In Chapter 9, Peter Hitchens begins to take on some of the standard arguments advanced by the new atheists. The first, their Goliath taunting the armies of Israel, is the charge that religion is the source of endless conflict. If we want deliverance from strife and sectarian violence, we must have a secular state. And the new atheists are arguing that in order to maintain this secular state, we really need an overwhelmingly secular citizenry. If religious types are free to educate their children, for example, a situation might arise where religious fervor breaks out once again, you guessed it, into sectarian violence.
“Among the favorite arguments of the irreligious — one that they almost invariably advance in the opening offensive of their attacks on faith — is this: that conflicts fought in the name of religion are necessarily conflicts about religion” (p. 127).
Peter then walks us through a number of these conflicts, the ones used as poster children for secularist propaganda, and describes briefly what those conflicts are actually about. He touches on the Thirty Years War (p. 128), Christians, Muslims and Jews in the Middle East (p. 129), Christians and Muslims in the Balkans (p. 132), and Northern Ireland (p. 128). Peter’s summary is a very good one. “The only general lesson that can be drawn from these differing wars is that man is inclined to make war on man when he thinks it will gain him power or wealth or land” (p. 127).
Man is a violent creature, and when he turns to violence, he will pick up any available rocks to throw. If those rocks happen to include religious pointy edges, so much the better.
But the secular catechism goes like this. This is the story that the secularists tell us when they are describing how “these gods” brought us up out of the land of Egypt. Our forefathers were wearied with unending religious strife, one of the best examples being the Thirty Years War. Protestants and Catholics fought one another to the point of exhaustion, and in the fullness of time, the idea of a neutral, secular state was finally developed, a state which stepped in and saved us all. Yay. The only problem for this thesis is that it is almost entirely wrong. That war was caused by the rise of the modern state, and the modern state used all the available resources, as they always do. If the Thirty Years War was caused by religion, then how do you explain the Catholics fighting Catholics, and the Protestant/Catholic alliances?
In this chapter, Peter also addresses the dismal record of secularism when it comes to violence and war. It turns out that the elimination of sectarian violence did not exactly head off the possibility of Stalin. And Peter closes the door to any appeal to the lost potential of Trotsky, who was just a thug who died too soon to have his thuggery manifested to the world. The Soviet state was a standing embarrassment to leftists everywhere, and its collapse, Peter points out, has been a great relief to them. Something very difficult for them to explain does not need to be explained anymore. But for people who have read a book, and who remember something about recent history, like Peter Hitchens, that still does need to be explained, and so Peter presses the point.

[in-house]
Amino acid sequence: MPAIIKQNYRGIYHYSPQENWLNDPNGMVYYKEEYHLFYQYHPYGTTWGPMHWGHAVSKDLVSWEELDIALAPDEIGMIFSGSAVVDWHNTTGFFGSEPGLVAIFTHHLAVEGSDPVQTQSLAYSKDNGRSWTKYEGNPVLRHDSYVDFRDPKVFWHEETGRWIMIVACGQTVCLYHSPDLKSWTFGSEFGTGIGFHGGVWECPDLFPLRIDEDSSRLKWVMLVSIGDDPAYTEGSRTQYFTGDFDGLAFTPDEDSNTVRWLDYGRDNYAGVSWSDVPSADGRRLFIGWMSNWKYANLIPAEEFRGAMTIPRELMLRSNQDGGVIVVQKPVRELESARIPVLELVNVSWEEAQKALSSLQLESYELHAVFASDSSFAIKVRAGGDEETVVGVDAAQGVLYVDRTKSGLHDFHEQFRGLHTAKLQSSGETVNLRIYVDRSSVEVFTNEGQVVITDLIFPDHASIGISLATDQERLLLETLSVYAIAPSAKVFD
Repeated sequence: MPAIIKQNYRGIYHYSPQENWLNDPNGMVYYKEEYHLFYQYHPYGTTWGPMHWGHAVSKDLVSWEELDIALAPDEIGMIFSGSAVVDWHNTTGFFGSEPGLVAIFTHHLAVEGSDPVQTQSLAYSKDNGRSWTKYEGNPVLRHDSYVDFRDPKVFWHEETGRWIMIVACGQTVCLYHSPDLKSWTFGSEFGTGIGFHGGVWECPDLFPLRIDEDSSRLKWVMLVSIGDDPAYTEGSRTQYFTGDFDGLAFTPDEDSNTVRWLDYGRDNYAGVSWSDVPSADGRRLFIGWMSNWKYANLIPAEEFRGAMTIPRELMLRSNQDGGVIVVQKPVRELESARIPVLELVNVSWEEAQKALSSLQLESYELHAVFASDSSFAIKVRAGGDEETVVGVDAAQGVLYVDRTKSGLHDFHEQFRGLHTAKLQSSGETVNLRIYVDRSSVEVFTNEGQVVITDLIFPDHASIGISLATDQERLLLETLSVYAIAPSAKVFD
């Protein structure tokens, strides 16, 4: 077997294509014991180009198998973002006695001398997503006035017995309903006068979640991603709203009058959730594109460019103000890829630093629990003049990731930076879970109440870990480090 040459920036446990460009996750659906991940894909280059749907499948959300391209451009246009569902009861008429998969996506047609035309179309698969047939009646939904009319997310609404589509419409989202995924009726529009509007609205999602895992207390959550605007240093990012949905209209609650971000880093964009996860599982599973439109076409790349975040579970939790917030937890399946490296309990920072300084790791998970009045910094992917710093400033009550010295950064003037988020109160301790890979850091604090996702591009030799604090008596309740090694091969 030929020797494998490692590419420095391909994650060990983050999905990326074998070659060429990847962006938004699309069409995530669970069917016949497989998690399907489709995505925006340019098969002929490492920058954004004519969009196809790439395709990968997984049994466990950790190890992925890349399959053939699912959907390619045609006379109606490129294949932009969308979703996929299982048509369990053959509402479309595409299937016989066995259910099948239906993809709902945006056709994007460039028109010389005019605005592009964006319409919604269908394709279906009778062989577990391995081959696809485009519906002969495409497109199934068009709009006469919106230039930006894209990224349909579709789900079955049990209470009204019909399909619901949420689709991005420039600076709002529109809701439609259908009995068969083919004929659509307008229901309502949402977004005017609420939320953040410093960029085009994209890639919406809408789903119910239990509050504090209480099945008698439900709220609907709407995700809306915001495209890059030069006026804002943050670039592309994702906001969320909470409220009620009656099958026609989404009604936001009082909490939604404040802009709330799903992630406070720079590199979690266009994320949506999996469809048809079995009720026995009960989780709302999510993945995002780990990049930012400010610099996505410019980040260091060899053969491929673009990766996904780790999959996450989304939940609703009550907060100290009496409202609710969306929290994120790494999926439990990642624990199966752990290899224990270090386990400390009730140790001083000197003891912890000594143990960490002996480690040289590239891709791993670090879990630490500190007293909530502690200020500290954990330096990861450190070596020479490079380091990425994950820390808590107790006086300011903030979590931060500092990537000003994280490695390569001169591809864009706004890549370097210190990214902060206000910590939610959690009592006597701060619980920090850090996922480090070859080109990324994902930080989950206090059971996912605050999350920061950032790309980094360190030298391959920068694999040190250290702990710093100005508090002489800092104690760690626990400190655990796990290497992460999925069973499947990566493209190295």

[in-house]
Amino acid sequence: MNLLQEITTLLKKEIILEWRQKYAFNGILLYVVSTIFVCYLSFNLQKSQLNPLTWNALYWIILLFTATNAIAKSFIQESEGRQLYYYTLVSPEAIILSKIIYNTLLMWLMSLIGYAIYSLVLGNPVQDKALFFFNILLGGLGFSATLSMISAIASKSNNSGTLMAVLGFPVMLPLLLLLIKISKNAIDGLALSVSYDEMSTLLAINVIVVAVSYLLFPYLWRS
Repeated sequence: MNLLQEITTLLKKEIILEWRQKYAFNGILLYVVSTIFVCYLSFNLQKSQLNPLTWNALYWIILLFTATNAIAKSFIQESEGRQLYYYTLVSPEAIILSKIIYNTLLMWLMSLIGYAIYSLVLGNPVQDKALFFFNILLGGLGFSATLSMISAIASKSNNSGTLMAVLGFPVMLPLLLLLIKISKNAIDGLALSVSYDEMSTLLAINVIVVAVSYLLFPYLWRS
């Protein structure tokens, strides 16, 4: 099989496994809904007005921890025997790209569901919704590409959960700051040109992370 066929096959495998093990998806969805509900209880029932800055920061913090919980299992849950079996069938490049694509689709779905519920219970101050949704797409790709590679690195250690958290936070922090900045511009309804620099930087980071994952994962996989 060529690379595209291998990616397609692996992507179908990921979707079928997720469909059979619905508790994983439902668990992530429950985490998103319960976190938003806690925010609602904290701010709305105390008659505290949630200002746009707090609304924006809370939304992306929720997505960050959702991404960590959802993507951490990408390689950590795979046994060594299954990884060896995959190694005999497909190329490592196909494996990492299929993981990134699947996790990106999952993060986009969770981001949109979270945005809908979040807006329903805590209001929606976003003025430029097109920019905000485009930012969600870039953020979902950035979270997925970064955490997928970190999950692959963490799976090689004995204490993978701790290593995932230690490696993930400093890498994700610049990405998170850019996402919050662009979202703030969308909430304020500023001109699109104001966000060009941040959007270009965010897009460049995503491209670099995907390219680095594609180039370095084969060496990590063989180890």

One final point on this subject, but one that goes off at an oblique angle from Peter’s point here. I have recently ordered William Cavanaugh’s The Myth of Religious Violence, which I am very much looking forward to. His Theopolitical Imagination was very good on this subject, and I anticipate more of the same. But the thing that baffles me about writers like Cavanaugh, and those who read him all trendy-like, is the utter absence of hostility to the Left, which wants to do nothing but grow the state.
If the modern nation/state is an idol (and it is), then it is the duty of every right-thinking Christian to support defunding it — not to give it pay raises in the hopes that it will mysteriously start using that money like a good little Christian. But support for defunding the state is not tres chic at the present. It might bring you under the charge of being a tea partier, and there is no better way to find yourself on the outs with the trendy-makers of contempo-evangelicalism.
Cavanaugh is very sensitve to the idolatry of nationalism, of the kind that might result in a flag decal on a pick-up truck. But if you were to round up one hundred such trucks, and take a vote among their owners, the idol’s budget for next year would be dramatically slashed, to such an extent that the administrators of said budget might have to start thinking of themselves as finite creatures. Buy if you were to round up the owners of 100 Volvos, whose owners taught at establishment evangelical colleges, and who have all read Cavanaugh, and whose cars sported bumperstickers that said “Hate is not a Family Value,” what would happen to the idol’s funding by their vote? Not a trick question, everybody.
In sum, let us compare the media treatment given to tea partiers here, made up of grannies and small shop-owners, calling upon the government to stop spending money like a drunk on a major bender and/or toot, and protesters in the streets of Athens, protesting the possible diminution of their benefits by throwing Molotov cocktails. Which one has everybody all in a lather about the possibility of violence?
Peter is exactly right. “God is the leftists’ chief rival” (p. 134).